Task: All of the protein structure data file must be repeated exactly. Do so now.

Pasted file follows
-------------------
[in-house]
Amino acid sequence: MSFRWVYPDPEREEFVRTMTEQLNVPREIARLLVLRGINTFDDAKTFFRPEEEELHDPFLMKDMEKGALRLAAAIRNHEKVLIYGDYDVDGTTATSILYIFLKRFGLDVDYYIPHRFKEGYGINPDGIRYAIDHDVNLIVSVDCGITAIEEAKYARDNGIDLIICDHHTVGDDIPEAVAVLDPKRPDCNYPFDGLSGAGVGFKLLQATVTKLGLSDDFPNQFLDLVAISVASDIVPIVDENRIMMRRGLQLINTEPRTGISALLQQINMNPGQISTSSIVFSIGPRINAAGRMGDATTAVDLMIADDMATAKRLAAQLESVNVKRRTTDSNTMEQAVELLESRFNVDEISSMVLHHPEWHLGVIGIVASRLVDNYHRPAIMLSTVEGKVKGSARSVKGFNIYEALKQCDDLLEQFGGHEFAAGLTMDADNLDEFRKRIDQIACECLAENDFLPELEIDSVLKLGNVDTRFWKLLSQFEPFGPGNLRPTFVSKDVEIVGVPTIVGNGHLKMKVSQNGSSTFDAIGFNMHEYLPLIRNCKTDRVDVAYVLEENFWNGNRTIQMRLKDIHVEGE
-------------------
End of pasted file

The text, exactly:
[in-house]
Amino acid sequence: MSFRWVYPDPEREEFVRTMTEQLNVPREIARLLVLRGINTFDDAKTFFRPEEEELHDPFLMKDMEKGALRLAAAIRNHEKVLIYGDYDVDGTTATSILYIFLKRFGLDVDYYIPHRFKEGYGINPDGIRYAIDHDVNLIVSVDCGITAIEEAKYARDNGIDLIICDHHTVGDDIPEAVAVLDPKRPDCNYPFDGLSGAGVGFKLLQATVTKLGLSDDFPNQFLDLVAISVASDIVPIVDENRIMMRRGLQLINTEPRTGISALLQQINMNPGQISTSSIVFSIGPRINAAGRMGDATTAVDLMIADDMATAKRLAAQLESVNVKRRTTDSNTMEQAVELLESRFNVDEISSMVLHHPEWHLGVIGIVASRLVDNYHRPAIMLSTVEGKVKGSARSVKGFNIYEALKQCDDLLEQFGGHEFAAGLTMDADNLDEFRKRIDQIACECLAENDFLPELEIDSVLKLGNVDTRFWKLLSQFEPFGPGNLRPTFVSKDVEIVGVPTIVGNGHLKMKVSQNGSSTFDAIGFNMHEYLPLIRNCKTDRVDVAYVLEENFWNGNRTIQMRLKDIHVEGE